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Throughout the 60s and early 70s, TV Guide's weekly reviews were written by the witty and acerbic Cleveland Amory. Whenever we get the chance, we'll look at Cleve's latest take on the shows of the era. 

When was the last time we had a positive—I mean really positive—review from ol' Cleve? Well, get ready, because ABC's new variety series This Is Tom Jones is the real thing.

Displaying "one of the most infections grins ever to cross the Atlantic," Jones captivates from the very beginning of the very first show, a program "so sumptuously mounted and inventively shot that, compared to most American variety shows, it broke new ground in not only backgrounds, but in variety too." The camera in production numbers "literally seemed to dart in and out, giving us so many peek-a-boos that at times it almost seemed sublminal." And while Jones occasionally looked "like a sick fish" when he leaned on a rock number, he also displayed a smoothness with his guests and (all-girl) staff that "seemed as charming as Dean Martin." The guests were also, for the most part, very good, particularly "a young French singer, Mireille Mathieu. The only way to stop her from stealing a show would be to arrest her before the show starts." Now, we've read about her in TV Guide before, so we shouldn't be surprised by Cleve's captivation with her, nor that he refers to a later show featuring "a singer from the first show who was evidently out on parole. Can you guess who she was? Well, we'll give you a hint—her initials are M.M." 

Amory had wondered if this first show would be the exceptioin rather than the rule, if they would "still use all this high-test or go back to regular gas" but he needn't have worried; "This Is Tom Jones was high-test all the way," beginning with a performance of "Help Yourself" on a stage "with so much going on that it was just like watching a three-ring circus," before deftly and almost imperceptibly segueing into a soft and memorable rendition of "Green, Green Grass of Home." The show included two particularly memorable guest appearances from relative newcomers: a Welsh singer named Mary Hopkin and a comedian named Richard Pryor. Not bad.  Yes, there's more than Mireille to this show, and as long as Tom Jones brings it, he'll continue his "tremendous start."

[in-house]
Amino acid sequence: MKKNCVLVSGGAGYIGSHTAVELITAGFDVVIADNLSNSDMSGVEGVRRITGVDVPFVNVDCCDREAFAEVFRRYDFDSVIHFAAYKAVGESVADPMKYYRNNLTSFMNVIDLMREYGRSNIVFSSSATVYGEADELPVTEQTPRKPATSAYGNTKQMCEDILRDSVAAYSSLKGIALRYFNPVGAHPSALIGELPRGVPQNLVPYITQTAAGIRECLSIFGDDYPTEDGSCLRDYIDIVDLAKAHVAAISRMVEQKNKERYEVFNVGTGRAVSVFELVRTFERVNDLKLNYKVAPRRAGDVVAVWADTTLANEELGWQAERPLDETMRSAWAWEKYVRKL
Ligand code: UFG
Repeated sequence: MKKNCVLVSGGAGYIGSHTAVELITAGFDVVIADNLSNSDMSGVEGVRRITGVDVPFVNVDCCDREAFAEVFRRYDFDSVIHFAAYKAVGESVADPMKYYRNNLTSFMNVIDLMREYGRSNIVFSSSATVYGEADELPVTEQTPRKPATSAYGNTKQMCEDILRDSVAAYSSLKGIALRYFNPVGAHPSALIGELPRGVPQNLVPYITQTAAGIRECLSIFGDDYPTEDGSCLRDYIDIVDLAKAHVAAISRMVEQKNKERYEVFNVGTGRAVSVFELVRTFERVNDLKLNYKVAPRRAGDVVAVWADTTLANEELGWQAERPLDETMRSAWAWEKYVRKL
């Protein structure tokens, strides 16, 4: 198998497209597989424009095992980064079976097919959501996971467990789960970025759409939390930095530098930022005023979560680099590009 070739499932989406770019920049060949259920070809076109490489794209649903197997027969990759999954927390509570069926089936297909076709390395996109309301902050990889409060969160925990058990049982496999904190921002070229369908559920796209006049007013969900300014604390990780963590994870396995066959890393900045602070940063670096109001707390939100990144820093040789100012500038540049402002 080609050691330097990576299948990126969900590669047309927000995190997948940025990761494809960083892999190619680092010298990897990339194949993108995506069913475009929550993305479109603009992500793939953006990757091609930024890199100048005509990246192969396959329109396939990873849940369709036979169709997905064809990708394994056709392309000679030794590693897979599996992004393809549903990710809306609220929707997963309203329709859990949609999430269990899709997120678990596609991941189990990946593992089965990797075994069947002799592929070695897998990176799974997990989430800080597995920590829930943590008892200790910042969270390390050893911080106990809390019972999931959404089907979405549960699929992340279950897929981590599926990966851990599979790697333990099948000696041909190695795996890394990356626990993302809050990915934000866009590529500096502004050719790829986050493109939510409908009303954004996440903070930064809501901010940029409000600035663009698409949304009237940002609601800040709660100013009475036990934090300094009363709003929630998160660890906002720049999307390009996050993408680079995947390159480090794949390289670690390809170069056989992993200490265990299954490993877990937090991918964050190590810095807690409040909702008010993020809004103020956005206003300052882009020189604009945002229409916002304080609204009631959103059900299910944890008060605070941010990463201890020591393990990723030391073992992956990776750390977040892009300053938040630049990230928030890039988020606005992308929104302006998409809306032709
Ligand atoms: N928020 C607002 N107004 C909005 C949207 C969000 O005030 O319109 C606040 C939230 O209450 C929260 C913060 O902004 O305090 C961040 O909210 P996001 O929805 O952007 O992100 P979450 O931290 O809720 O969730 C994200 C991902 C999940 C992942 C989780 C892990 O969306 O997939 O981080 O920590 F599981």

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One of the tragedies of American education over the decades is the virtual disappearance of music appreciation courses. Numerous reasons have been given for this, reasons that rapidly become political and which we don't need to discuss here. But I have to wonder how much of a role was played by the cancellation of programs like Captain Kangaroo. The pictures on the left shows highlights from "Jazz Week," a special week beginning April 7, in which the Captain (Bob Keeshan) and Billy Taylor, the American jazz pianist, composer, and broadcaster (he's currently porgram director of New York's WLIB radio) are going to present a history of jazz, featuring special guest artists.

On the top left, we see the African musical group Babatunde Olatunji and Company; tenor saxophonist George Coleman is on bottom left; on on bottom right is ragtime/blues pianist Willie "the Lion" Smith, along with Keeshan and Taylor. Other musicians include Wilbur de Paris' Zeba, talking about improvisations, solos, and counterpoint; the Eddie Daniels Quintet, demonstrating swing and bop; and Taylor's own quintet, performing with the Eric Gales group to demonstrate the influence of jazz on rock. "Might make for some swinging kids," the article concludes.

I was critical, or at least ambivalent, when I wrote about the generation that grew up watching Captain Kangaroo, but at the same time I retain a great affection for the program. My love of reading started with the Captain (as it did for my wife), and it, along with Bugs Bunny cartoons, provided me with an introduction to music appreciation. Programs such as Sesame Street, for all the good they may do, seldom offer such long-form exploration of single topics like music; local children's shows, especially in large cities, often had guests from that city's performaning arts groups. And so, again, I wonder how much the disappearance of shows like these (and Leonard Bernstein's Young People's Concerts) have had to do with the lack of music appreciation. 

The appreciation of the classics, including jazz and its related genres, may seem like a small part of a child's education, but it helps to create a well-rounded, civilized young person growing into adulthood, and I think we can certainly use more of that in today's culture.